Yet puff pieces from the last election touting Key as our PM in waiting had ex colleagues describing Key’s great asset was his steel trap mind and exceptional recall.

    • Good analysis, gobsmacked. I watched the video of Goff (and listened to the audio) when he said Tucker was wrong. There was no hint of the kind of internal conflict that typifies a “barefaced liar”, as Hootton concludes about Goff. His facial expression, the intonation and the steady eyes and seriousness indicate someone who is ‘innocent’ insisting that they are innocent (i.e., no sense that he was ‘found out’ or feared being ‘found out’).

      Personally, I think now that Goff has committed to this line it needs to be make or break rather than something brushed under the carpet or left behind. You can be sure this event will be brought up during the election so Goff needs to publicly hold to the line of his fundamental integrity and how important that is to him.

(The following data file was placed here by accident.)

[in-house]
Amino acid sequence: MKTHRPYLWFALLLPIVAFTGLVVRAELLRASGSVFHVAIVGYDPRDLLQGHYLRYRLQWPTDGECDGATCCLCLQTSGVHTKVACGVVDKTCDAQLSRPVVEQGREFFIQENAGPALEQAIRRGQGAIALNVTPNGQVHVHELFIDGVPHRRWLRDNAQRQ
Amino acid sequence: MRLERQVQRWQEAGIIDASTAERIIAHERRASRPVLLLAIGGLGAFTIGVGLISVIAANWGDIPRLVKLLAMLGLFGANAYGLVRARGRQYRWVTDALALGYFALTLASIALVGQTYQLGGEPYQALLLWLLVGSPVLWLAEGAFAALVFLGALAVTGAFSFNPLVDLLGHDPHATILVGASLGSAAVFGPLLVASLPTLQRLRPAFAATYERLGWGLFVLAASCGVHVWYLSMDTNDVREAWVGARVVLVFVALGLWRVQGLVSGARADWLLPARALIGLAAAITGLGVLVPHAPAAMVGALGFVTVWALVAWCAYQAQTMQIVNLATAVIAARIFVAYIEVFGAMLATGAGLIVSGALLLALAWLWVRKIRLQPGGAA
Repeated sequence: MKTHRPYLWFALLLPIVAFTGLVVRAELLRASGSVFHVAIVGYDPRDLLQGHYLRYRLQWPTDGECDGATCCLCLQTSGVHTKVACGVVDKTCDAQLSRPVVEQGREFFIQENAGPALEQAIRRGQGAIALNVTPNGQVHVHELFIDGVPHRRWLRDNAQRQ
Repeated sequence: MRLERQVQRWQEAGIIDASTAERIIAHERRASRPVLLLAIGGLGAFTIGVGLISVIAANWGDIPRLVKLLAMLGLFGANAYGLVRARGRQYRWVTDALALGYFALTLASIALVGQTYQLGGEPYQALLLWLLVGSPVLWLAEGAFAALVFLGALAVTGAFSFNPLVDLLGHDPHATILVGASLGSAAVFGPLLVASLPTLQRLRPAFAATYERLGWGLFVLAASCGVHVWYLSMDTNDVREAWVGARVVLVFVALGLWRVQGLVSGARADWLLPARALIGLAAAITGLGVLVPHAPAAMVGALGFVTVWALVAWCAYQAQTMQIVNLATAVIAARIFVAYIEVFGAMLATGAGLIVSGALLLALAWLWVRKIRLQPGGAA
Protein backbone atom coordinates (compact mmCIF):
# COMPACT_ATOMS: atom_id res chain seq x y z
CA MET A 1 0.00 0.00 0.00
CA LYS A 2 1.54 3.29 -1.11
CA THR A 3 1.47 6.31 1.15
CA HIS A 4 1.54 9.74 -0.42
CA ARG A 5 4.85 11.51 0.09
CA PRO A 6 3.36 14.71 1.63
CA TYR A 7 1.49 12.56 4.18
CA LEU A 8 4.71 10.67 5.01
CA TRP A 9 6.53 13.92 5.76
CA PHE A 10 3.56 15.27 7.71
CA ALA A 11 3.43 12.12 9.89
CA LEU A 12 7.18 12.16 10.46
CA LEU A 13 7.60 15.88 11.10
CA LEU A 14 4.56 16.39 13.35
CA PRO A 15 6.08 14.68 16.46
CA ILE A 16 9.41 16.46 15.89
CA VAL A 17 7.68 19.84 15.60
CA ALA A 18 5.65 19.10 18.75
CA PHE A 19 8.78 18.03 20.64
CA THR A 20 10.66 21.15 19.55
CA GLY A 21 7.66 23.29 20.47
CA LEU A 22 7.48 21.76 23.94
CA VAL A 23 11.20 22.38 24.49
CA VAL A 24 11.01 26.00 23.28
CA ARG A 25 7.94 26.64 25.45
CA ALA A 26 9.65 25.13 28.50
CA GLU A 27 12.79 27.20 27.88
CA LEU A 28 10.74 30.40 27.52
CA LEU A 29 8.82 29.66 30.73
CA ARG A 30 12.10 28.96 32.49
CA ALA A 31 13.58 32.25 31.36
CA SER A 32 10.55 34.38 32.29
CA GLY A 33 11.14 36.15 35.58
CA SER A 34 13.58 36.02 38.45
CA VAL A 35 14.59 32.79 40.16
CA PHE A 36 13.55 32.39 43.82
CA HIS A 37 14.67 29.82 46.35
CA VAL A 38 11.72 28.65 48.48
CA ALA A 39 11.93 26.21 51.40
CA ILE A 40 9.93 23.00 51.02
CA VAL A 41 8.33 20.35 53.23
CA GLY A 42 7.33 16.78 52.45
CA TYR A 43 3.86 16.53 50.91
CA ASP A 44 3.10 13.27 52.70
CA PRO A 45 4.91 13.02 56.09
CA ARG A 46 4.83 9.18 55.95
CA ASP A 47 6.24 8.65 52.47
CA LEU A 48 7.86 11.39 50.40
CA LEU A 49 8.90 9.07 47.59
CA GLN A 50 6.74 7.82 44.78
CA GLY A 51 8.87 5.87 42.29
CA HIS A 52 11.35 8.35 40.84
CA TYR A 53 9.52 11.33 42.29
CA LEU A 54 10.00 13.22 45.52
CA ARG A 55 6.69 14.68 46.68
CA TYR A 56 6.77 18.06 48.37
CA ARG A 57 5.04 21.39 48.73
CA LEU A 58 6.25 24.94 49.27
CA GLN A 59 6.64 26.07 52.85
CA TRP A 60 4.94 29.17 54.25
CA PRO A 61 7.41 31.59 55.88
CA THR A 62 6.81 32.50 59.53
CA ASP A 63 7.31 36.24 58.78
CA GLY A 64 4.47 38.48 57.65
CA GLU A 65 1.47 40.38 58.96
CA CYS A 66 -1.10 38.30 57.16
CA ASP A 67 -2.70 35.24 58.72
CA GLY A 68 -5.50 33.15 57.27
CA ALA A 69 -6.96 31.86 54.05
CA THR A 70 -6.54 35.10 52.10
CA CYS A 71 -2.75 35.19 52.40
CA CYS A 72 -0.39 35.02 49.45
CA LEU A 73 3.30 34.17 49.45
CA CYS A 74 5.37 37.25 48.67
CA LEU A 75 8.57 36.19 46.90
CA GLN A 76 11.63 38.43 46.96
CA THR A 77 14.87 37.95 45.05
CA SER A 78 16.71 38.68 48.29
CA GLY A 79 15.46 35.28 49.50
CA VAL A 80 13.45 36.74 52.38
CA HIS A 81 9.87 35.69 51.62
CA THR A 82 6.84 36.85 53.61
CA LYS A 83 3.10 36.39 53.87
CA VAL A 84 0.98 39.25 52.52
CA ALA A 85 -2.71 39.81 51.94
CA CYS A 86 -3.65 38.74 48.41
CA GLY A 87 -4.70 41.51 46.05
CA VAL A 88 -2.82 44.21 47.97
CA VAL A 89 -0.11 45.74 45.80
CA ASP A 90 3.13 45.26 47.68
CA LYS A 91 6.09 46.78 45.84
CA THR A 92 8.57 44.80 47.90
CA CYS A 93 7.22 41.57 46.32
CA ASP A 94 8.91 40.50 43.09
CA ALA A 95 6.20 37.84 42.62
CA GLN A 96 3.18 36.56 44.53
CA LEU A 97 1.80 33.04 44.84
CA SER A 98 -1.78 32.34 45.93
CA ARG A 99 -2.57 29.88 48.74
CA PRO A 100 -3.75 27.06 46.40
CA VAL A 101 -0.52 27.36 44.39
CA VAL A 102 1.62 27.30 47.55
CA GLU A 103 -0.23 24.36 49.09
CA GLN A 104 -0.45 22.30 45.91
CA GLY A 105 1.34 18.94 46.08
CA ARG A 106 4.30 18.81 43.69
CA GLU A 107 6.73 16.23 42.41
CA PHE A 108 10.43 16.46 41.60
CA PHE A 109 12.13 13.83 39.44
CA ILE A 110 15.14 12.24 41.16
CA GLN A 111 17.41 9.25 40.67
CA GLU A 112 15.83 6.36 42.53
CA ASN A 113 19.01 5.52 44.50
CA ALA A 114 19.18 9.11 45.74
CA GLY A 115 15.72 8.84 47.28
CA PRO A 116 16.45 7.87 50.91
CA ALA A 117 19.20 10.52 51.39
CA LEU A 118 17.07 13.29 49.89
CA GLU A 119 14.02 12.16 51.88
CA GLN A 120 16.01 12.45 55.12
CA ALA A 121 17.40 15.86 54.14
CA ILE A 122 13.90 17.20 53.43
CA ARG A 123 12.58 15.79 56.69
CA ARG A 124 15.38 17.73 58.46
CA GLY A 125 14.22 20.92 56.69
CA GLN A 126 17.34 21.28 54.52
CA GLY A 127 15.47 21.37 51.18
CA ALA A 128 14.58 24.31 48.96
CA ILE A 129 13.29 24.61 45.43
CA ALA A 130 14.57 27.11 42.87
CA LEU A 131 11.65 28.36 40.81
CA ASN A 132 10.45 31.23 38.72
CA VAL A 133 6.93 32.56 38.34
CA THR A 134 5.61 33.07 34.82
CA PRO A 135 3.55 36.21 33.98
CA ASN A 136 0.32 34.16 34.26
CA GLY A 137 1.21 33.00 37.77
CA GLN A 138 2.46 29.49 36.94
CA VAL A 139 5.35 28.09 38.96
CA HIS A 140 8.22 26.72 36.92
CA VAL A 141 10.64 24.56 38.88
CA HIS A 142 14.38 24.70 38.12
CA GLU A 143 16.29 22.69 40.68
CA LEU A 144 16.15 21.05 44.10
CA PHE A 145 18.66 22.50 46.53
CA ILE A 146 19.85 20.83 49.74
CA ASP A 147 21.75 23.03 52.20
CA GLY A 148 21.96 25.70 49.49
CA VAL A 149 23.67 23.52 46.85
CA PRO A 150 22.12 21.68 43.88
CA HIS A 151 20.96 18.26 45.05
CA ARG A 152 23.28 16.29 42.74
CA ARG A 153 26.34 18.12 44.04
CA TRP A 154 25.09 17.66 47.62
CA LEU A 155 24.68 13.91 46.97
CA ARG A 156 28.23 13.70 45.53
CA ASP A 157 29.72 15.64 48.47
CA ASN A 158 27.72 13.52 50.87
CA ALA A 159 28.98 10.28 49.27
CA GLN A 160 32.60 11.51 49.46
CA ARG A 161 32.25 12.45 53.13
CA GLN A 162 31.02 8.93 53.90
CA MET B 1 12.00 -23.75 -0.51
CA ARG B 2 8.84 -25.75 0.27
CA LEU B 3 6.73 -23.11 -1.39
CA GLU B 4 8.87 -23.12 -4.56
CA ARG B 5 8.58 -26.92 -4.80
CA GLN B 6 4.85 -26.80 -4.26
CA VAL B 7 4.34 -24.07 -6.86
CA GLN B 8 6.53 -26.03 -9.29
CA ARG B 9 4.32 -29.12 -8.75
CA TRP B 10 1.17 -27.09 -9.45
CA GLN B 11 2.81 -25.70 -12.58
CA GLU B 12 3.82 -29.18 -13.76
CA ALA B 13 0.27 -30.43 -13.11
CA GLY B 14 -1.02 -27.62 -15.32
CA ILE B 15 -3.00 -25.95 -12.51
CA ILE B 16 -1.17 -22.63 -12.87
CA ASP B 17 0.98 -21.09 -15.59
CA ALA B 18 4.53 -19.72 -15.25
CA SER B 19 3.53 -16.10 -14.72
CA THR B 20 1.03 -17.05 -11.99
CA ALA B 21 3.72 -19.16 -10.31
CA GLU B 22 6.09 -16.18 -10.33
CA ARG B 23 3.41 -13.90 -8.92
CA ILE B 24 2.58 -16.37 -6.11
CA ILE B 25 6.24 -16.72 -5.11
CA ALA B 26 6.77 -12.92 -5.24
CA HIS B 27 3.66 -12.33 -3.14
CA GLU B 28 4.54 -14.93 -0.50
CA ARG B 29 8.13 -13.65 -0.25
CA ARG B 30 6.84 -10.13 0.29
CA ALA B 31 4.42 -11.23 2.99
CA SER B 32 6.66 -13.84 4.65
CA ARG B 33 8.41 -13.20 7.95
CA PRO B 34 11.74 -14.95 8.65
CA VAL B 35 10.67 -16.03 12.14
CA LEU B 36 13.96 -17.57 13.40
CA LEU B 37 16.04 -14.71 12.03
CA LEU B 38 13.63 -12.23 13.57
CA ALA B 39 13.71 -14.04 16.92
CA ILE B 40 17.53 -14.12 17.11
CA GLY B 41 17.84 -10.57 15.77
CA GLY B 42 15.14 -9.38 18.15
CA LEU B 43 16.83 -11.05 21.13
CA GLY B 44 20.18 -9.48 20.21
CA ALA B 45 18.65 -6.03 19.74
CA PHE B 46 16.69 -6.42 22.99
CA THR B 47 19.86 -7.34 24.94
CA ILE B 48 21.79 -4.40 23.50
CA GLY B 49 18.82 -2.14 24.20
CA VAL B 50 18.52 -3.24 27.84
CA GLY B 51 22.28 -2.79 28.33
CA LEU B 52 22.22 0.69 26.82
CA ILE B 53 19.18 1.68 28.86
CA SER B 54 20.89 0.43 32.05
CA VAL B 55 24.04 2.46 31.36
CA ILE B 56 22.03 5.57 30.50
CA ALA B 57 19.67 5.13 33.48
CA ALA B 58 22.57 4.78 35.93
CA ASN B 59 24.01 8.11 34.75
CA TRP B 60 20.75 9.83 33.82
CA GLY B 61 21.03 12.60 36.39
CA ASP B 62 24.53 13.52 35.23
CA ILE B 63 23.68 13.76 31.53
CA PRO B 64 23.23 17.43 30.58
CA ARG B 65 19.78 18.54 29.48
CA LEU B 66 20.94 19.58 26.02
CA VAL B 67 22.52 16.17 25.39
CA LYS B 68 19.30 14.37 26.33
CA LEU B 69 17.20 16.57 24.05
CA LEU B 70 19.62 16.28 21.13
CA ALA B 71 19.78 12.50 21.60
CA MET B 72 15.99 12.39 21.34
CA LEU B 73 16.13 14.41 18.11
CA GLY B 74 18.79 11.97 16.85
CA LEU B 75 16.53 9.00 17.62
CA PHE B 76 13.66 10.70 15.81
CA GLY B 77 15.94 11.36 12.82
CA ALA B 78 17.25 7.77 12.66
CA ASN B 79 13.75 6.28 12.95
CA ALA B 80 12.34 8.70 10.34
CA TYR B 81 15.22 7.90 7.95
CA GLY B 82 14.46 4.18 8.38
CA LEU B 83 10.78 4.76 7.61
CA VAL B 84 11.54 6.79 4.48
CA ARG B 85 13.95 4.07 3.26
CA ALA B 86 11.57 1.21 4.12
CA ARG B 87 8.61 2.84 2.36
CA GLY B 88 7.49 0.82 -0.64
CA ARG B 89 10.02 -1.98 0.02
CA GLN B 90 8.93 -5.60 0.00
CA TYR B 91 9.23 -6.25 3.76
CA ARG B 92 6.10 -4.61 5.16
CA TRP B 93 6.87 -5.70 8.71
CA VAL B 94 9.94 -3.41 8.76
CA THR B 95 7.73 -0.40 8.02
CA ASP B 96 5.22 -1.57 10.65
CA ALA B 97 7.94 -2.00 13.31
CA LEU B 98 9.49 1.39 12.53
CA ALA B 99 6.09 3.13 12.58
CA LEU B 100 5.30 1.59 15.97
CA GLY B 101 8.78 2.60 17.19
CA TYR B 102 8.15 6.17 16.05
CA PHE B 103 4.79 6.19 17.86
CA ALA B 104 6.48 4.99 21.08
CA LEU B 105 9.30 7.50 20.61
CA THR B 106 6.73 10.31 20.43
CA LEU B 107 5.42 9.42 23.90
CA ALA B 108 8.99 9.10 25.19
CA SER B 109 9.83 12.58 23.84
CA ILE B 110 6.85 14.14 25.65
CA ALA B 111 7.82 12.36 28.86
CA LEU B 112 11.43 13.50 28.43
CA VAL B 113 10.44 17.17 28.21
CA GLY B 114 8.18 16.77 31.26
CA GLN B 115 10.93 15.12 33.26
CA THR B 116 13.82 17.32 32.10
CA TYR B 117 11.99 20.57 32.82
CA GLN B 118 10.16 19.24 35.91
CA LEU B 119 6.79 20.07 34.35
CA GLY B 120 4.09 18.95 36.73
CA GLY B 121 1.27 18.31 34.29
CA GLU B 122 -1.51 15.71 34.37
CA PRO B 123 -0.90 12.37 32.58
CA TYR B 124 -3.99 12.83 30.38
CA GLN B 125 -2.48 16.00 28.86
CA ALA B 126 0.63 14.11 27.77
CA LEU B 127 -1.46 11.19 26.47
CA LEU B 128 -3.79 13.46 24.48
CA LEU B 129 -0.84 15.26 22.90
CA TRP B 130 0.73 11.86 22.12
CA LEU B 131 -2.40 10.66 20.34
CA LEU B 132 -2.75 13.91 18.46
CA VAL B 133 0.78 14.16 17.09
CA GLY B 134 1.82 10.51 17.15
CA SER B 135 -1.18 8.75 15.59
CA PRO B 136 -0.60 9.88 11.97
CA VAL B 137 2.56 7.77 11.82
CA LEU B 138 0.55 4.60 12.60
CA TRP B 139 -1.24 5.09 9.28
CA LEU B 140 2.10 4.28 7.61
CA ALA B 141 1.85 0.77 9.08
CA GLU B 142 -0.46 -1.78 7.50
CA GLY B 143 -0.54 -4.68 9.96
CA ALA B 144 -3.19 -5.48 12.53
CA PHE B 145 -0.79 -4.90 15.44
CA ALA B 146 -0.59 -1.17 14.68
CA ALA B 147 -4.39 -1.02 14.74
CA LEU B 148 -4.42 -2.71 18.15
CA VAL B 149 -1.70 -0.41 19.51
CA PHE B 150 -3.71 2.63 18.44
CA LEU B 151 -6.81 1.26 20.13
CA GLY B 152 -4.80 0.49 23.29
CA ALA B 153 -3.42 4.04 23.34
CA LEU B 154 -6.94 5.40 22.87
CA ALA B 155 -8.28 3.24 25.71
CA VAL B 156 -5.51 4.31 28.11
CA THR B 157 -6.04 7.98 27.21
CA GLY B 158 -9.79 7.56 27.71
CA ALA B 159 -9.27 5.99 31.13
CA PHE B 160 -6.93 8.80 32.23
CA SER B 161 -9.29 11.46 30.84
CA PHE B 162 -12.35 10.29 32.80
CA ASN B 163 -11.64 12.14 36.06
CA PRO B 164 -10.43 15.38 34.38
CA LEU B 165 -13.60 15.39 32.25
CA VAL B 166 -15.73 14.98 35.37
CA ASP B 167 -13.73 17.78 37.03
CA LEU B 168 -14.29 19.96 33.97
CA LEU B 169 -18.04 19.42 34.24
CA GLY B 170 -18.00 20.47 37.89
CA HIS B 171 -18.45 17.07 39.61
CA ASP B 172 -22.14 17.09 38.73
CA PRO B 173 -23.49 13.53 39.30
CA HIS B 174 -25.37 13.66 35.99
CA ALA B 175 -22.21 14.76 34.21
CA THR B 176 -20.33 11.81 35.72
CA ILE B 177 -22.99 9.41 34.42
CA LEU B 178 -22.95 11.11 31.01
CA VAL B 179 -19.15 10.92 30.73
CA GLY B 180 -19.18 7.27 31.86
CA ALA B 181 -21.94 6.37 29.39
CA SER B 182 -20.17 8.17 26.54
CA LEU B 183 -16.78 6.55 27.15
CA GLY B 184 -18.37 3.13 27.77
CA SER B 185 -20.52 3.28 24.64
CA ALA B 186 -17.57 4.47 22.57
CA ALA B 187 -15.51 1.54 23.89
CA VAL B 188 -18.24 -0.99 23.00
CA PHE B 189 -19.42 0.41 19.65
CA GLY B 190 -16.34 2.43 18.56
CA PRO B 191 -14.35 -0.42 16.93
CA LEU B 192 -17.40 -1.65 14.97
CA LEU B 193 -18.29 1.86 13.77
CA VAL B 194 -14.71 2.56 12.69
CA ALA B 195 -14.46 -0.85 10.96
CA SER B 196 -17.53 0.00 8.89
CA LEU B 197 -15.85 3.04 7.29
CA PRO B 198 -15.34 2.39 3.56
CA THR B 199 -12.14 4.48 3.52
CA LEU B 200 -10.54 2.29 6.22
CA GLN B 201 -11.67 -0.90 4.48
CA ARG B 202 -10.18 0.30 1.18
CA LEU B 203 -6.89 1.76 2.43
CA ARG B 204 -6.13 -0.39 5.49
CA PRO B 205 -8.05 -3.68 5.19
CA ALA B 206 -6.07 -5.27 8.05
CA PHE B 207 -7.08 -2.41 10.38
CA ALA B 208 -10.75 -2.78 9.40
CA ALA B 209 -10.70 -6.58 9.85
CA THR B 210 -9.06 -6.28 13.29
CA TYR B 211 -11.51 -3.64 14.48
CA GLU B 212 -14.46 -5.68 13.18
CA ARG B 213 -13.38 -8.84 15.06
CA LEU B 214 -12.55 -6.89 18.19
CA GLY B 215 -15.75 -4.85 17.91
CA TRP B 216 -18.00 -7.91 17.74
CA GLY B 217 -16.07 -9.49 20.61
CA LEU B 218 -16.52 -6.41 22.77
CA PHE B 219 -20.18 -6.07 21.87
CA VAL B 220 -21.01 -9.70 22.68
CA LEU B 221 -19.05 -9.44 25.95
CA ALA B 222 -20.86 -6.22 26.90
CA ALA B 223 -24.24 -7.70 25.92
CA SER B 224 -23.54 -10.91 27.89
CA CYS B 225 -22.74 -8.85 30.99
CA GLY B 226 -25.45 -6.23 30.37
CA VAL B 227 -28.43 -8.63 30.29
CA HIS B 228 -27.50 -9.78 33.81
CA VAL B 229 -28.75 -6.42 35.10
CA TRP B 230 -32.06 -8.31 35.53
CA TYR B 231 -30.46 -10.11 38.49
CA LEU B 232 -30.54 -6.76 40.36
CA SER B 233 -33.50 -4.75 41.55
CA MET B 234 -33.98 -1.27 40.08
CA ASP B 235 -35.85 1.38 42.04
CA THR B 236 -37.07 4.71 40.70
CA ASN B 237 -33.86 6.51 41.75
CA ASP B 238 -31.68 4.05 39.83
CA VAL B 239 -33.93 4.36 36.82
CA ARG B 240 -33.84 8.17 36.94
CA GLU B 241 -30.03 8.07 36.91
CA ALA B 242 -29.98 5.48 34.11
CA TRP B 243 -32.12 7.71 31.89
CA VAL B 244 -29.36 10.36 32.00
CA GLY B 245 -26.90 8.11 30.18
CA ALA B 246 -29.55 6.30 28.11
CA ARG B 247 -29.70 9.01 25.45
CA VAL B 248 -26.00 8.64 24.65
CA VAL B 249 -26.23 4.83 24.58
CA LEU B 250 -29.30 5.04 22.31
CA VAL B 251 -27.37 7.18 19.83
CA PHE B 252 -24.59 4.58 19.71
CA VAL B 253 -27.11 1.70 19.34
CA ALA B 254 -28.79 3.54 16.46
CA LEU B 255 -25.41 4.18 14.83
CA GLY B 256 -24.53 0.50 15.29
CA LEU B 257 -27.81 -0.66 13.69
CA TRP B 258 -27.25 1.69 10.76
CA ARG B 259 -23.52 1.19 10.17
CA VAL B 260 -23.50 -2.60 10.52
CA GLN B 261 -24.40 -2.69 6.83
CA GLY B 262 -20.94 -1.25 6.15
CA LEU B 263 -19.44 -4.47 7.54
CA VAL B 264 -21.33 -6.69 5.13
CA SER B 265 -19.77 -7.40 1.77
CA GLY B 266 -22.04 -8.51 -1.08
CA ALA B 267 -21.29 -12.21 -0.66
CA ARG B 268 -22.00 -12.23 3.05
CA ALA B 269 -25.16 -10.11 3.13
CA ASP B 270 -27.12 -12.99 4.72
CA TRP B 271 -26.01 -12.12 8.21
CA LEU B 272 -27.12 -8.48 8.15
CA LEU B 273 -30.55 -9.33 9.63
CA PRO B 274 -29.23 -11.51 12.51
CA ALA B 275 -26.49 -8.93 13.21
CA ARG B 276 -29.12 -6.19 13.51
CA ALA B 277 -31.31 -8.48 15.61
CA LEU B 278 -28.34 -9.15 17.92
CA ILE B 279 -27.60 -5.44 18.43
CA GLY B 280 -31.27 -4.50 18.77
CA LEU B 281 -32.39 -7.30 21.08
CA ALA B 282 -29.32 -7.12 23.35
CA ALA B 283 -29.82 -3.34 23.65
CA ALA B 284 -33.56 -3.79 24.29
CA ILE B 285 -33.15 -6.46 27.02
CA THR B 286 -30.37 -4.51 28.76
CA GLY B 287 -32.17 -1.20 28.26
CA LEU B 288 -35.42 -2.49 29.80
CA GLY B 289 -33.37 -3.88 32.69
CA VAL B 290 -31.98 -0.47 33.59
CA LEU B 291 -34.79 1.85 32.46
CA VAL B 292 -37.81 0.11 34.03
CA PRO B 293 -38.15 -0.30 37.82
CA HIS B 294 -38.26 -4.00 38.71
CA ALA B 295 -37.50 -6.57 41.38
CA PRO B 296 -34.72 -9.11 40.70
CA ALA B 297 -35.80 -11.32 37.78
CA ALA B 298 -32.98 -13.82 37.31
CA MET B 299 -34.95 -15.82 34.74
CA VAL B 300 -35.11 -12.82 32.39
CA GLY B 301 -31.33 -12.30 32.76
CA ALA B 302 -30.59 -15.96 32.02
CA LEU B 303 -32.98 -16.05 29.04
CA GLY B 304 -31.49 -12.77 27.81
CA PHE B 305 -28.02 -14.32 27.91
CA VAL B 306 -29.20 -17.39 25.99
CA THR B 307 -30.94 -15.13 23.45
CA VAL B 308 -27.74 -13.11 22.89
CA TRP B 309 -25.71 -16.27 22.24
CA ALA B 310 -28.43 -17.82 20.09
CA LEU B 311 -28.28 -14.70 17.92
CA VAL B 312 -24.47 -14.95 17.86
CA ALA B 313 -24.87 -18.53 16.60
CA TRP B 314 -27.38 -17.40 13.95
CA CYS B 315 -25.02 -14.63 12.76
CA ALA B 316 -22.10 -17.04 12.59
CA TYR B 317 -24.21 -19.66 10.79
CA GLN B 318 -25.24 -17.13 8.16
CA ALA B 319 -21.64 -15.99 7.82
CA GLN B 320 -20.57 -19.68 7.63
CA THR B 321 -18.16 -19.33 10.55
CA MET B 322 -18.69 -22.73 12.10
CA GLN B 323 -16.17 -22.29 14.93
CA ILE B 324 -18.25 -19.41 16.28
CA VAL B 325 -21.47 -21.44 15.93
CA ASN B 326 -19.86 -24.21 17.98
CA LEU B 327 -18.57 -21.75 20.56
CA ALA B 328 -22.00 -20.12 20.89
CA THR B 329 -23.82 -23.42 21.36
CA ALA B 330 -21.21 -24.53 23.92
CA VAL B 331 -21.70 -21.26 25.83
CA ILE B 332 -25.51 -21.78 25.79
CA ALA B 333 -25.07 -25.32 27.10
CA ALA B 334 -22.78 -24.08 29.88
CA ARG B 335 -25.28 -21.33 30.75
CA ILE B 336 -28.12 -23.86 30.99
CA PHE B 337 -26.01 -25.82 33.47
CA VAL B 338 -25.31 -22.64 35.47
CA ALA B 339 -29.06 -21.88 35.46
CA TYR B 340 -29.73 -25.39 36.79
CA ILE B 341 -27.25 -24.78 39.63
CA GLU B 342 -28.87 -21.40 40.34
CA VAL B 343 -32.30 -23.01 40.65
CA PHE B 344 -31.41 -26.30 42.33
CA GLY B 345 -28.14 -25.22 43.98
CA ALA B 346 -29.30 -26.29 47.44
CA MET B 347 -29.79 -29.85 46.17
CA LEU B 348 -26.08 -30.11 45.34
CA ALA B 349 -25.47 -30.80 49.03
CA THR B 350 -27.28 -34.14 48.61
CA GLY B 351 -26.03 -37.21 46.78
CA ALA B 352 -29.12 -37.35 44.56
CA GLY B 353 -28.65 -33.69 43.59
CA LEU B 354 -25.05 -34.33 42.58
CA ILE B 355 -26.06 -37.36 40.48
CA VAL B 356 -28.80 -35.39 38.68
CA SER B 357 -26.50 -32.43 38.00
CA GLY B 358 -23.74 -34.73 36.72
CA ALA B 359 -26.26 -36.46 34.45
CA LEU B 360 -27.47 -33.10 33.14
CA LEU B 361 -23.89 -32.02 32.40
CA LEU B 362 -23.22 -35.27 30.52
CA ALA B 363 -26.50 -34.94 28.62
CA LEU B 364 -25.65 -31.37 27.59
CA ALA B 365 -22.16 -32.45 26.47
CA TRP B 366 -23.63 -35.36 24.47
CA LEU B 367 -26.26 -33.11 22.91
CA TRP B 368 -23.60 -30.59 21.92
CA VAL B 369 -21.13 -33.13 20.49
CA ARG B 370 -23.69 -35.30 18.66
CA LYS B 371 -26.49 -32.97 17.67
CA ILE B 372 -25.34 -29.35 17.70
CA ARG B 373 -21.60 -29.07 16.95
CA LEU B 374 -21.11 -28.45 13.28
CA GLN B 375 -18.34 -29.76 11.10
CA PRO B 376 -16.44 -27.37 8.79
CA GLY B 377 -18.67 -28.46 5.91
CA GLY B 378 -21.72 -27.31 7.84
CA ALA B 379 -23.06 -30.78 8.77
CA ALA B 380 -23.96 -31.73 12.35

Who knows, it might work very well for him, but only if he sticks to it in relation to this issue and continues to hammer that theme on other issues when appropriate and the opportunity arises – “You may not like how boring and academic I sound when I talk but the one thing I will never accept is that I lack professional integrity.”

      To the extent that others will constantly compare him to Key – and I think the focus for the ‘left’s’ efforts should be on the Labour and Green teams not on their leaders – he needs to keep that idea (‘He’s a dork but he seems like an honest man’) front stage for when the comparisons are made. I don’t think Key will do particularly well, at least in that dimension of the comparison.